Tonight was skirt steak, grilled out in the wind, and Beets Two Ways. This is what we call it, I habitually buy beets with the greens, and we make a roasted beet with blue cheese salad as well as sauteed beet greens. I roasted the beets during MZ's nap, and sauteed the greens while the meat was resting. R. grilled the meat and made the salad, so it was a pretty easy dinner, along with some roasted purple potatoes.

I've been trying to get a grip on our refrigerator. It was good to get those potatoes used up, as well as some russets that have been sitting around since Chanukah, a bunch of leeks, some chicken stock left over from stretching S's fabulous matzo ball soup, and a ham steak I bought, then rejected, for my New Year's black eyed peas. I started off making potato leek soup, rustic-style with the potatoes lightly broken up rather than fully pureed. I added some ham and then couldn't resist throwing in some frozen spinach. No dairy, and it's hearty enough for a meal with some good bread and a salad. A keeper.

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Sunday, January 07, 2007

Turkey Cutlets with Thyme-Riesling Sauce

I always forget how easy turkey cutlets are, and how tasty when prepared as directed in Cook's Illustrated The Quick Recipe. I riffed on the Hard Cider-Thyme sauce based on what was open and needed using. Sauce was made with a cup of slightly off-dry riesling and finished with a small amount of cream. Served with shredded Brussels sprouts braised with shallots and with mashed potatoes. Very good, and on the table in 35 minutes.

I have lots of potatoes, a few leeks and a ham steak, so look for potato leek soup sometime very soon. I think I want to try a more rustic, not-pureed version.

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Wednesday, January 03, 2007

Petrale Sole with Cumin Tomato Sauce

It's hard to come up with stuff to cook all the time, so I'm starting a log here of what we eat in the hopes I can bring more favorites into regular rotation and learn from what didn't work as well. Logs won't include recipes, but those will still appear when I make something up that I want to cook again.

The Petrale Sole was excellent, fresh tasting and not at all muddy. I cooked it per the Cook's Illustrated Best Recipe suggestions, but used some matzo meal and oregano in the flour, and topped with a tomato sauce simmered with sauteed shallots, toasted cumin seeds and smoked paprika. The sauce was tasty and lighter than the recommended brown butter, but the match was not perfect. However, the fish came out with a lovely golden crust, and not at all greasy. Next time go for a lemon caper sauce...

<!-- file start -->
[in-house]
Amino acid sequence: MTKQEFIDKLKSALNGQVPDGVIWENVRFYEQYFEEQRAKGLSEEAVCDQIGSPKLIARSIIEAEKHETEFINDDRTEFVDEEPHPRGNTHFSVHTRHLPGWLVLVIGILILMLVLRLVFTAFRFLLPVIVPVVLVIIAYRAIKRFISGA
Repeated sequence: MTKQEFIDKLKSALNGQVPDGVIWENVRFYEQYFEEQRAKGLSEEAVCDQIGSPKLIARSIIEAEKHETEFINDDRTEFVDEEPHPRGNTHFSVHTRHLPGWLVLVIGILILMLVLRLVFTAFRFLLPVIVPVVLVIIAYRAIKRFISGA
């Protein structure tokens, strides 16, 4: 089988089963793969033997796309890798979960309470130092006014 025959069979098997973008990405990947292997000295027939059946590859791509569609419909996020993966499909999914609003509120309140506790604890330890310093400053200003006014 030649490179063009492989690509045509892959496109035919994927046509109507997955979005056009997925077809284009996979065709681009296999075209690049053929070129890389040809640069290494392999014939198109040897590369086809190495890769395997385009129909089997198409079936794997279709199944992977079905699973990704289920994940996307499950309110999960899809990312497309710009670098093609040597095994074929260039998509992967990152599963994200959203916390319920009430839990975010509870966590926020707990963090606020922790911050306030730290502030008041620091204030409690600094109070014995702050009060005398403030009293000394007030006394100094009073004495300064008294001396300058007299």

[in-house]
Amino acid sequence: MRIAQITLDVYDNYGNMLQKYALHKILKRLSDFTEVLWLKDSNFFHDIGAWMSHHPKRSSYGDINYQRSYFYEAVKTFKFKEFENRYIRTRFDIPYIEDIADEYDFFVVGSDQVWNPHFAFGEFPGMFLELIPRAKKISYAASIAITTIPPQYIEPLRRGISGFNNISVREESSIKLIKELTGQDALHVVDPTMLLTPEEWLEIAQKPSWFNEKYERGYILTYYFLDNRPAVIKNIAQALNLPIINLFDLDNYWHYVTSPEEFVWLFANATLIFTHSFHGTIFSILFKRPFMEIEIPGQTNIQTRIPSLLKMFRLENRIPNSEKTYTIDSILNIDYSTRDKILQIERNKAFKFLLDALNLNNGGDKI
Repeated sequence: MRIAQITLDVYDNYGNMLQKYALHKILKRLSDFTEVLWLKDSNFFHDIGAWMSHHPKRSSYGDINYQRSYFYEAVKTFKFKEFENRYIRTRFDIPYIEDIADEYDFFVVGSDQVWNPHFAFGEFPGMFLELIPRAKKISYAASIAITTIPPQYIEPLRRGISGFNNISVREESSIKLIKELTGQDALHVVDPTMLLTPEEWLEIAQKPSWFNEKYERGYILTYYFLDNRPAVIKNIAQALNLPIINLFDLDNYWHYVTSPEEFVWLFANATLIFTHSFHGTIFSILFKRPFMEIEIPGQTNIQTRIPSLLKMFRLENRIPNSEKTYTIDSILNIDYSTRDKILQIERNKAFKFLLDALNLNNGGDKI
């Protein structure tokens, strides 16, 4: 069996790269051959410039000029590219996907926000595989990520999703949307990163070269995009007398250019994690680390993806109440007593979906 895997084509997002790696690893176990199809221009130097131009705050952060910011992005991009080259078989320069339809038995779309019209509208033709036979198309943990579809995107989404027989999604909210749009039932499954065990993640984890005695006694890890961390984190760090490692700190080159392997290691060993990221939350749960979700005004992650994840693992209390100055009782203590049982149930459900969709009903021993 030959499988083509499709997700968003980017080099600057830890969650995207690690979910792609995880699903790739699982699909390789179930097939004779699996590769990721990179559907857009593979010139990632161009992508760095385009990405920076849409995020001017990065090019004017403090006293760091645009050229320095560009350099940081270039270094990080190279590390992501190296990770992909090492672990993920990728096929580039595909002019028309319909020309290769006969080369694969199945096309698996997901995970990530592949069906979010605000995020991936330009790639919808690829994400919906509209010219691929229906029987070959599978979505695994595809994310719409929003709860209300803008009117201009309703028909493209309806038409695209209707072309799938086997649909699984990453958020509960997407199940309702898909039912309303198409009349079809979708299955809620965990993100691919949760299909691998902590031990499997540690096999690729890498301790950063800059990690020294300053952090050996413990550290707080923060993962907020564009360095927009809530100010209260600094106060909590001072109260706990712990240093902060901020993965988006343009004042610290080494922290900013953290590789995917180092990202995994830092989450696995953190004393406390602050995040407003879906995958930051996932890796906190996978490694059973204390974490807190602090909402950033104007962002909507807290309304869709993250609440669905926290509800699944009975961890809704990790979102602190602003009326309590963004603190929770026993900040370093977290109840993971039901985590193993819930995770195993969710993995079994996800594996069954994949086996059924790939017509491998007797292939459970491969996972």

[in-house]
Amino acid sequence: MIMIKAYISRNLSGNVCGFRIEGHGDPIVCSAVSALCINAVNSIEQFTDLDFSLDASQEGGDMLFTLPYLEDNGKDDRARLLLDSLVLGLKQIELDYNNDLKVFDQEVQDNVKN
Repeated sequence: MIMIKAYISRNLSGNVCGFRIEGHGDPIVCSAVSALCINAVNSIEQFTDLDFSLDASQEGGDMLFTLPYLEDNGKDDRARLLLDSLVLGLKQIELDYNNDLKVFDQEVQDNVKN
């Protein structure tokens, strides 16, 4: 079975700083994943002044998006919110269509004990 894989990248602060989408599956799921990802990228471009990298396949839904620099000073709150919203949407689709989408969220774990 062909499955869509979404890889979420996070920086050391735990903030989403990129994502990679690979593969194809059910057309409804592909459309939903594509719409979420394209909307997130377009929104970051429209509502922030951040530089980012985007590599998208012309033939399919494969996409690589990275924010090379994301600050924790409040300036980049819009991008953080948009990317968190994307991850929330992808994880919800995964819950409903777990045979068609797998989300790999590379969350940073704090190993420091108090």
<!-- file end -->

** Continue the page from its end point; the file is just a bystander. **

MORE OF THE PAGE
Steamed Broccoli was a nice accompaniment, whole wheat couscous was perfect with the sauce. Dinner came together in 30 minutes.


Tuesday, January 02, 2007

Happy New Year!

Like many Bay Areans, I've adopted the African-American tradition of cooking up black-eyed peas for New Year's. Last year I made a very traditional version of Hoppin' John with ham hocks and collards, finished with a vinegar-based hot sauce. This year I never got around to buying my ham hocks and found myself looking at a few Niman ham steaks in the refrigerator case. Fortunately, my sister had scored me a link of Spanish-style chorizo at Fatted Calf. I reasoned that it would add some porky goodness as well as some heat, and what isn't better with that smoky paprika flavor? I finished the soup with Tabasco, the vinegar hit is an important flavor component, so if you don't like heat, add a jot of white vinegar.

I'm not crazy about black-eyed peas in most preparations, I find the flavor can be a little muddy. But this soup was wonderful, something I'd make again nomatter the holiday. It went perfectly with some jalapeno cornbread and a nice cold beer.
Truly, the pantry is the mother of invention.

Chorizo, Collard and Black-eyed Pea Soup

1.5 cups dried black eyed peas
2 medium yellow onions, small dice
2 garlic cloves, crushed
1 bay leaf
1/2 cup beer (not too hoppy)
2 bunches (about 15 leaves) collard greens
1 t salt
6 cups chicken stock
Tabasco or other vinegar-based hot sauce
Place the rinsed peas in a large-ish pot with 1/2 diced onion, the garlic and the bay leaf. Cover with 6 cups water and bring to a boil. Skim scum off the top, partially cover and simmer for 1.5-2 hours. The fresher the peas, the shorter the cooking time. When the beans are done as desired, drain and allow to cool.
Meanwhile, quarter and thinly slice the chorizo. Saute the onion in 1 scant tablespoon olive oil, add the chorizo when the onion has softened. Keep heat on medium, do not allow the sausage to crisp. Saute ~5 minutes, then add the beer, bring to a boil, then lower heat, cover and stew for another five minutes. The previously hard and dry sausage should be somewhat soft and crumbly.
While the chorizo is stewing, cut the collards off their stems and slice the halved leaves crosswise into 1/2 inch strips. Rinse thoroughly in cold water, use two rinses if necessary, then drain in a colander.
Add the collards, sprinkle with the salt, and stir. Cover the pot and braise the greens over medium-low heat for 15-20 minutes, until the greens are tender. [You can cook the greens much longer if desired, but I prefer them with a bit of bite left.] Add the stock and bring to a boil. Stir in the black-eyed peas, simmer for 5-10 minutes to allow the flavors to meld, and finish with the hot sauce to taste. I used 1 teaspoon so that MZ could tolerate it, and we added more to taste at the table.
Riff references: Tijuana cornbread